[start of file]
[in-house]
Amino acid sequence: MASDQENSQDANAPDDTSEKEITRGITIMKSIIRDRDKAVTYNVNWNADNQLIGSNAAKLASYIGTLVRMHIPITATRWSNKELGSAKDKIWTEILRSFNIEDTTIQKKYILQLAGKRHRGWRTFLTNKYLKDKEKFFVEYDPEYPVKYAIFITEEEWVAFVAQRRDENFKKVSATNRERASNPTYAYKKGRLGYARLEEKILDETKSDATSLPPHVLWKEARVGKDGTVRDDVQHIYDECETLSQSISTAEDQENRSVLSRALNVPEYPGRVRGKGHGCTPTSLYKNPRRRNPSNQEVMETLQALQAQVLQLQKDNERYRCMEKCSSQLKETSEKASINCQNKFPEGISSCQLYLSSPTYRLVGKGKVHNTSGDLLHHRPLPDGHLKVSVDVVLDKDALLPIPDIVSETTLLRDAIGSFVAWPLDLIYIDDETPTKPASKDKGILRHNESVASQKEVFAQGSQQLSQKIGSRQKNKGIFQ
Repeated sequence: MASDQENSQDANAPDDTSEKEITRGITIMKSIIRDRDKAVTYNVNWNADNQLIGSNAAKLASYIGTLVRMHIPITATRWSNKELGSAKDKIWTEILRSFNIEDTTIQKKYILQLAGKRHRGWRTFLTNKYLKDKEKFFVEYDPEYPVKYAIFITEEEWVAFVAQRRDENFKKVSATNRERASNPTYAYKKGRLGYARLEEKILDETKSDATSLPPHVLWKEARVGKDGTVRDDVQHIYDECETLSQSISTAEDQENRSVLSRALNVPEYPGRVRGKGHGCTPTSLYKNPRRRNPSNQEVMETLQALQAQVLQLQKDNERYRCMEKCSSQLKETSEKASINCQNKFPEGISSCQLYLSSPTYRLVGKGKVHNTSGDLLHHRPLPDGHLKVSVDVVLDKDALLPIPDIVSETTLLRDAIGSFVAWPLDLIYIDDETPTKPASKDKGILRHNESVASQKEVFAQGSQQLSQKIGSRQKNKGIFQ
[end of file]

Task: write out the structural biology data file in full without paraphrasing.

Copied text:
[in-house]
Amino acid sequence: MASDQENSQDANAPDDTSEKEITRGITIMKSIIRDRDKAVTYNVNWNADNQLIGSNAAKLASYIGTLVRMHIPITATRWSNKELGSAKDKIWTEILRSFNIEDTTIQKKYILQLAGKRHRGWRTFLTNKYLKDKEKFFVEYDPEYPVKYAIFITEEEWVAFVAQRRDENFKKVSATNRERASNPTYAYKKGRLGYARLEEKILDETKSDATSLPPHVLWKEARVGKDGTVRDDVQHIYDECETLSQSISTAEDQENRSVLSRALNVPEYPGRVRGKGHGCTPTSLYKNPRRRNPSNQEVMETLQALQAQVLQLQKDNERYRCMEKCSSQLKETSEKASINCQNKFPEGISSCQLYLSSPTYRLVGKGKVHNTSGDLLHHRPLPDGHLKVSVDVVLDKDALLPIPDIVSETTLLRDAIGSFVAWPLDLIYIDDETPTKPASKDKGILRHNESVASQKEVFAQGSQQLSQKIGSRQKNKGIFQ
Repeated sequence: MASDQENSQDANAPDDTSEKEITRGITIMKSIIRDRDKAVTYNVNWNADNQLIGSNAAKLASYIGTLVRMHIPITATRWSNKELGSAKDKIWTEILRSFNIEDTTIQKKYILQLAGKRHRGWRTFLTNKYLKDKEKFFVEYDPEYPVKYAIFITEEEWVAFVAQRRDENFKKVSATNRERASNPTYAYKKGRLGYARLEEKILDETKSDATSLPPHVLWKEARVGKDGTVRDDVQHIYDECETLSQSISTAEDQENRSVLSRALNVPEYPGRVRGKGHGCTPTSLYKNPRRRNPSNQEVMETLQALQAQVLQLQKDNERYRCMEKCSSQLKETSEKASINCQNKFPEGISSCQLYLSSPTYRLVGKGKVHNTSGDLLHHRPLPDGHLKVSVDVVLDKDALLPIPDIVSETTLLRDAIGSFVAWPLDLIYIDDETPTKPASKDKGILRHNESVASQKEVFAQGSQQLSQKIGSRQKNKGIFQ